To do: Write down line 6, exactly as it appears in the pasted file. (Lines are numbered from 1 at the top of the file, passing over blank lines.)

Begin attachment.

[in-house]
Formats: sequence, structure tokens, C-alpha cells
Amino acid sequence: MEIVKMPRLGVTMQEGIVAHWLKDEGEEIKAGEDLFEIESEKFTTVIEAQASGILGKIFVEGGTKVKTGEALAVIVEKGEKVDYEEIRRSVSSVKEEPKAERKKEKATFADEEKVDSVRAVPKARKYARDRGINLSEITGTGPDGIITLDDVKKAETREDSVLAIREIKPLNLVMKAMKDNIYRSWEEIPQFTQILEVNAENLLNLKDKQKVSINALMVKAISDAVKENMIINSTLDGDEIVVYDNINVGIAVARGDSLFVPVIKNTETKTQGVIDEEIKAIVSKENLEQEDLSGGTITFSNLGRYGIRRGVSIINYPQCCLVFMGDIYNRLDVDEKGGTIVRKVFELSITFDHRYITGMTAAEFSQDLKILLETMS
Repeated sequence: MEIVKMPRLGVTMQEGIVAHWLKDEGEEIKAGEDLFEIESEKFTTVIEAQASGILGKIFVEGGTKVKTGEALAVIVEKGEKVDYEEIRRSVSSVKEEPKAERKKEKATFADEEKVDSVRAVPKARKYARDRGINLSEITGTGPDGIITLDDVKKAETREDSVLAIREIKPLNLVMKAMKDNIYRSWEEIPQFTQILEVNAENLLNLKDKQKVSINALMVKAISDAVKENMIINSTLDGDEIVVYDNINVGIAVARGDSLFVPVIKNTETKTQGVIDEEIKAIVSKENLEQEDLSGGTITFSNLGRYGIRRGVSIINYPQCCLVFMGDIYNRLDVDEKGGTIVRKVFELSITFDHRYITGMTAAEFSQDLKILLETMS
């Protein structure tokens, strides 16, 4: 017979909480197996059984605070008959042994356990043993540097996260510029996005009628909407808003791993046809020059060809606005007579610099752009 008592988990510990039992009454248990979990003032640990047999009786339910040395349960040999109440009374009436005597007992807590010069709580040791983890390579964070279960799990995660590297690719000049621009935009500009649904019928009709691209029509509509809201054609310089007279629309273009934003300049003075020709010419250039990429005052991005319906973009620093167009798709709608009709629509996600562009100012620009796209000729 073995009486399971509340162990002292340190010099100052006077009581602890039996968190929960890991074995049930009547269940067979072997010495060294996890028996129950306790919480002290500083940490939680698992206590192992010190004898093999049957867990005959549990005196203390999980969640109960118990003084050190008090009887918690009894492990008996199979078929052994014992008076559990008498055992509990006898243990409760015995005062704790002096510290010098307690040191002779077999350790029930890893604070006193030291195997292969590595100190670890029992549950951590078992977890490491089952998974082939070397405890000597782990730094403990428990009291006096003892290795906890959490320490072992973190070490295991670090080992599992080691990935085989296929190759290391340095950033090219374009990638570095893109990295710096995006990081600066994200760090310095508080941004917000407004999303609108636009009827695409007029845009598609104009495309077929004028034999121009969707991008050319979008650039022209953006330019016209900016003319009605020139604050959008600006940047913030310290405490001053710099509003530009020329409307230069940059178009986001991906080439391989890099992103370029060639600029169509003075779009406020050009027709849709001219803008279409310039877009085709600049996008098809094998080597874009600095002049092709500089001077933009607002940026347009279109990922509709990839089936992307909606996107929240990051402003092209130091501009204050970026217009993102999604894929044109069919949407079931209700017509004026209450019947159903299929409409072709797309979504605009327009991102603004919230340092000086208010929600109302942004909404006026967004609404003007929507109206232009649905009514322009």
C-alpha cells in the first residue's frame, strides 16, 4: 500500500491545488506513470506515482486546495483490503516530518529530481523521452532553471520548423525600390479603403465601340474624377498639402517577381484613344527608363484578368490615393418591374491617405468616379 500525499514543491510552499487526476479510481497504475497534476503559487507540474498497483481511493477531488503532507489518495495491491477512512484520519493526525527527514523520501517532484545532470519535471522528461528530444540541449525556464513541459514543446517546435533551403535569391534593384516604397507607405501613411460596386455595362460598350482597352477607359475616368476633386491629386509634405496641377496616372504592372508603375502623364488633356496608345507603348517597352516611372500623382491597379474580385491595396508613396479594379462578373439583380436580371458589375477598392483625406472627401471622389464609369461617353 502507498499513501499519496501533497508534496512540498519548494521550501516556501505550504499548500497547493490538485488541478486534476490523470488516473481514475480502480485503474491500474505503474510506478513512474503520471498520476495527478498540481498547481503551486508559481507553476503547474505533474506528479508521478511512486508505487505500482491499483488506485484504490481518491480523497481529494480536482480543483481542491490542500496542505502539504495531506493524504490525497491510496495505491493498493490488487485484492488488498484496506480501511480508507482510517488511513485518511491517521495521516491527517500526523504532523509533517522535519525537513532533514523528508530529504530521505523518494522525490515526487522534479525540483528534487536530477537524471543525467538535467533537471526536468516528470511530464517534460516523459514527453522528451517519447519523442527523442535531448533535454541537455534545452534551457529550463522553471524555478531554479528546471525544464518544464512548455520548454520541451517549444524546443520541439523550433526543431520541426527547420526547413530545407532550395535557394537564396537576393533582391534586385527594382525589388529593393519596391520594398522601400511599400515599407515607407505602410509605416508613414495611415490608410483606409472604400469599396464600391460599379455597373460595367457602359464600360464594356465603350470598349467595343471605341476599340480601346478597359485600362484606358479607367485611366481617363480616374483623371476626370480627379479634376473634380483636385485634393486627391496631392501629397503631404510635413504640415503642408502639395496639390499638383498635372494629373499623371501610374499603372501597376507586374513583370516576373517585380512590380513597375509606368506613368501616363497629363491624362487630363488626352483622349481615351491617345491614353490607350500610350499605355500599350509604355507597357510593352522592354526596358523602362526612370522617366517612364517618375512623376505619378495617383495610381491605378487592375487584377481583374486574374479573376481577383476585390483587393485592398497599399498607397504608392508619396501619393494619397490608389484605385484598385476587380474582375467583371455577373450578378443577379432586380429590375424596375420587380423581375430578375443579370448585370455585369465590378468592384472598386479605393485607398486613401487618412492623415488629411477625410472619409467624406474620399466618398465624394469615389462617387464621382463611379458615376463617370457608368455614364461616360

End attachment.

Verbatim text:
C-alpha cells in the first residue's frame, strides 16, 4: 500500500491545488506513470506515482486546495483490503516530518529530481523521452532553471520548423525600390479603403465601340474624377498639402517577381484613344527608363484578368490615393418591374491617405468616379 500525499514543491510552499487526476479510481497504475497534476503559487507540474498497483481511493477531488503532507489518495495491491477512512484520519493526525527527514523520501517532484545532470519535471522528461528530444540541449525556464513541459514543446517546435533551403535569391534593384516604397507607405501613411460596386455595362460598350482597352477607359475616368476633386491629386509634405496641377496616372504592372508603375502623364488633356496608345507603348517597352516611372500623382491597379474580385491595396508613396479594379462578373439583380436580371458589375477598392483625406472627401471622389464609369461617353 502507498499513501499519496501533497508534496512540498519548494521550501516556501505550504499548500497547493490538485488541478486534476490523470488516473481514475480502480485503474491500474505503474510506478513512474503520471498520476495527478498540481498547481503551486508559481507553476503547474505533474506528479508521478511512486508505487505500482491499483488506485484504490481518491480523497481529494480536482480543483481542491490542500496542505502539504495531506493524504490525497491510496495505491493498493490488487485484492488488498484496506480501511480508507482510517488511513485518511491517521495521516491527517500526523504532523509533517522535519525537513532533514523528508530529504530521505523518494522525490515526487522534479525540483528534487536530477537524471543525467538535467533537471526536468516528470511530464517534460516523459514527453522528451517519447519523442527523442535531448533535454541537455534545452534551457529550463522553471524555478531554479528546471525544464518544464512548455520548454520541451517549444524546443520541439523550433526543431520541426527547420526547413530545407532550395535557394537564396537576393533582391534586385527594382525589388529593393519596391520594398522601400511599400515599407515607407505602410509605416508613414495611415490608410483606409472604400469599396464600391460599379455597373460595367457602359464600360464594356465603350470598349467595343471605341476599340480601346478597359485600362484606358479607367485611366481617363480616374483623371476626370480627379479634376473634380483636385485634393486627391496631392501629397503631404510635413504640415503642408502639395496639390499638383498635372494629373499623371501610374499603372501597376507586374513583370516576373517585380512590380513597375509606368506613368501616363497629363491624362487630363488626352483622349481615351491617345491614353490607350500610350499605355500599350509604355507597357510593352522592354526596358523602362526612370522617366517612364517618375512623376505619378495617383495610381491605378487592375487584377481583374486574374479573376481577383476585390483587393485592398497599399498607397504608392508619396501619393494619397490608389484605385484598385476587380474582375467583371455577373450578378443577379432586380429590375424596375420587380423581375430578375443579370448585370455585369465590378468592384472598386479605393485607398486613401487618412492623415488629411477625410472619409467624406474620399466618398465624394469615389462617387464621382463611379458615376463617370457608368455614364461616360